William Alexander Hewitt
William Alexander Hewitt
|Died||May 16, 1998 (aged 83)|
William Alexander Hewitt (August 9, 1914 – May 16, 1998) was the former chairman of Deere & Company of Moline, Illinois, and the last of the Deere Family to run the company. He served as United States Ambassador to Jamaica from 1982–1985.
William Alexander Hewitt was born in San Francisco, California, on August 9, 1914, to a prosperous family that had arrived from England in 1883. William had two siblings: a brother, Edward T. Hewitt, Jr.; and a sister, Adrienne Delphine Hewitt. William's father, Edward T. Hewitt of San Francisco, operated the Hewitt-Ludlow Auto Company, which manufactured trucks, tractor trailers, and fire engines until 1930. William's mother Jeannette Brun Hewitt was born to the Brun family of Napa Valley, California. His maternal grandmother and grandfather Brun were descendants of French winemakers who arrived in 1882.
Hewitt attended Lowell High, graduating in 1931 at the age of 16. After graduating, he worked for two years as a messenger for the American Trust Company to save money for college tuition. Hewitt's father died the same year William started at University of California, Berkeley.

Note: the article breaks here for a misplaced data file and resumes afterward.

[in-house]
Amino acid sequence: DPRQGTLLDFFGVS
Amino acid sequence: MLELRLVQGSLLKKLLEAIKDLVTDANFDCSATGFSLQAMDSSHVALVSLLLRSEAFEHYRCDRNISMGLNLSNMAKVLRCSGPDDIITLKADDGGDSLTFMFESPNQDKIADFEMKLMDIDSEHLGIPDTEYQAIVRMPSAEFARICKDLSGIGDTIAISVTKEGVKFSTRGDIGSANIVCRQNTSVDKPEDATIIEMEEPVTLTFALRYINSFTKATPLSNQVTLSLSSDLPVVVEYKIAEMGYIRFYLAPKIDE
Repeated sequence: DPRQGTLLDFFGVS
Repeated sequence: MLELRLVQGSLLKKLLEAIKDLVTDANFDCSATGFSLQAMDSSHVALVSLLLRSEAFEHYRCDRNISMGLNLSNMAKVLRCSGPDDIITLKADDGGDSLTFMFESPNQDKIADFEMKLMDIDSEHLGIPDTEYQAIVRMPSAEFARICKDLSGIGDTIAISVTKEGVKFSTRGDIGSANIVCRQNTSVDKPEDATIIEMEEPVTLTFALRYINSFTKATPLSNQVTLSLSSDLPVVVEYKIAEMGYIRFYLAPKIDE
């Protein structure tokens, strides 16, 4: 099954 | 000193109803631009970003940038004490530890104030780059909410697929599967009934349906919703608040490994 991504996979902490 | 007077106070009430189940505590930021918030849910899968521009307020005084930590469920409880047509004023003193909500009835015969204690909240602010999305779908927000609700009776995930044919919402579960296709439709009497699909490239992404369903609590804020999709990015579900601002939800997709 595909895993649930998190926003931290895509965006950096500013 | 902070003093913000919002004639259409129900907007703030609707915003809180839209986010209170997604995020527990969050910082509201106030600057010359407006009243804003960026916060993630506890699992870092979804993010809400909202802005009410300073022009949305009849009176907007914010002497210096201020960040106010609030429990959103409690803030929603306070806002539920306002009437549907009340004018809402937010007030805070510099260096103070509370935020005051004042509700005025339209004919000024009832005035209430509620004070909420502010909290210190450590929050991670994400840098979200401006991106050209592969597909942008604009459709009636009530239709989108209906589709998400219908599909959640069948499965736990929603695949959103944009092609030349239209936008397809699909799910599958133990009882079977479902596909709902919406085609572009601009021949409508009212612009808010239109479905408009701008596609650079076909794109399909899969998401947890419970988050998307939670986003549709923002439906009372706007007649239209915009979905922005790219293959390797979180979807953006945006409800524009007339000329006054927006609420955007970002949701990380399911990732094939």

In 1937 Hewitt graduated from the UC Berkeley as a member of Alpha Delta Phi fraternity, with a Bachelor of Arts in economics and a minor in political science. After graduating he attend Harvard Business School for a year, but he lacked the funds to complete a graduate degree and returned to California. He took a job with the accounting department of Standard Oil of California in San Francisco (1938–1939), and then with Texaco in 1939. In 1940 he worked as a copywriter for Roos Brothers, a men's clothing chain in San Francisco.
Immediately after the Japanese attack on Pearl Harbor, Hewitt joined the Navy, commissioned as an ensign. At first, he served primarily as a gunnery officer on the USS St. Louis in the Solomon Islands in the Pacific. Then, promoted to lieutenant commander, he served from 1942 to 1946 aboard the battleship USS California as a combat information center radar officer. He participated in the invasions of Saipan, Tinian, and Guam, and the battle of Surigao Strait.
After the war, Hewitt took a job as territory manager for Ford-Ferguson Equipment Distributor. While representing Ford, he was invited by a former Alpha Delta Phi fraternity member to a wedding in Santa Barbara with other members of their fraternity. During his stay, he met Patricia Deere Wiman. Tish, as she was known, was the daughter of Pattie Harris Southall Wiman and Colonel Charles Deere Wiman, President of Deere & Company. She was the great-great granddaughter of the founder Deere & Company.